Knowing the implications of your different personas can be a huge help in deciding which customer segments are taking up most time and resources. At scale, this is a huge topic of concern for customer experience teams. You may want to spend minimal time on a high volume of users and maximum time on a lower volume of highly engaged users. Depending on your business model, you can automate certain type of efforts to boost customer satisfaction and allocate more resources in nurturing your brand advocates. In each case, creating multiple personas will help you identify these user types and focus your efforts.
Useful for: Entrepreneurs, Marketing Professionals, Sales Teams, Customer Experience Teams
Example Segments: Sales Funnel Position
- High in the funnel – Probably not aware of the product or service, may be interested but will take a great deal of effort to convert.
- Middle of the funnel – May be aware of product or service, likely interested and has a decent chance of converting.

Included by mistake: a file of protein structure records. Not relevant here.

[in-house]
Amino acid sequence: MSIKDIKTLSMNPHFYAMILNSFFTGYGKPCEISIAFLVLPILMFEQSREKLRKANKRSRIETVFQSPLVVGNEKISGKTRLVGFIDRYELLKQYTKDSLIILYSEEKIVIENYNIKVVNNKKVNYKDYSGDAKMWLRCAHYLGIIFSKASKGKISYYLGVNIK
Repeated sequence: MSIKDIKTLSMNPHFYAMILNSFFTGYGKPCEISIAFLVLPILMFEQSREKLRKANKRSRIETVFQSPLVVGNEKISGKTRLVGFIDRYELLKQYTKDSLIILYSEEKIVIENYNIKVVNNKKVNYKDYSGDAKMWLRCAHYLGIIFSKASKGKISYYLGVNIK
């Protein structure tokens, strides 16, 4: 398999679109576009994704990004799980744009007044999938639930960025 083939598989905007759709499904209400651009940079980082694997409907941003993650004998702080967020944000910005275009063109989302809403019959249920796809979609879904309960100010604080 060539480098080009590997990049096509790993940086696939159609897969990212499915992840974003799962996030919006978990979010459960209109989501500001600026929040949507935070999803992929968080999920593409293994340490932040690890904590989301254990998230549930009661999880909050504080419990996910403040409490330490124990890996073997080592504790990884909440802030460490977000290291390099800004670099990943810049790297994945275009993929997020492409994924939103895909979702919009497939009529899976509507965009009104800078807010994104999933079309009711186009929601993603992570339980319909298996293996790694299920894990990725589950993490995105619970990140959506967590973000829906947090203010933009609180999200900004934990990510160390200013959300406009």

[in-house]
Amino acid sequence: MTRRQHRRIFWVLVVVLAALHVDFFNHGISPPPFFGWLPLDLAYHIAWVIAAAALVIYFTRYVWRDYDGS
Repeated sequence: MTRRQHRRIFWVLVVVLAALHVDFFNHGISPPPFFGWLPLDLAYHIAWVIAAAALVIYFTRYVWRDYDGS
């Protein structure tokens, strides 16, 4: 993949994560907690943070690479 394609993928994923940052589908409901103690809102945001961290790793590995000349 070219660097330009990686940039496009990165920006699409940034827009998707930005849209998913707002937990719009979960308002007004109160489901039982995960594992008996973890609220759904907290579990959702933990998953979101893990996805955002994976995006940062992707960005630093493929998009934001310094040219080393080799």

- Low in the funnel – Aware of product or service, definitely interested and already considering converting, easy to convert.
5. Help shape your financial model
Defining your target audience and the groups within it is crucial in determining the pricing model for your product or service. Knowing the different segments of your target audience allows you to make proper estimates on cost, profits, and cost per acquisition. If your primary target group consists of business professionals and your secondary group is entirely college students, you will probably encounter more spending resistance from that secondary grouping. Pricing optimization is a big process. Segmenting your audience based on financial potential will allow you to determine your margins and plan for growth.
Useful for: Entrepreneurs, Product Managers, Sales Teams
Example Segments: Subscription Models
- Free – pays no monetary amount for product or service, but is beneficial due to data, ad placement, or other indirect monetization.
- Freemium – pays no monetary amount for the basic product or service, but may pay some amount for proprietary features, functionality, or virtual goods.
- Paid – pays a monetary amount for the product or service.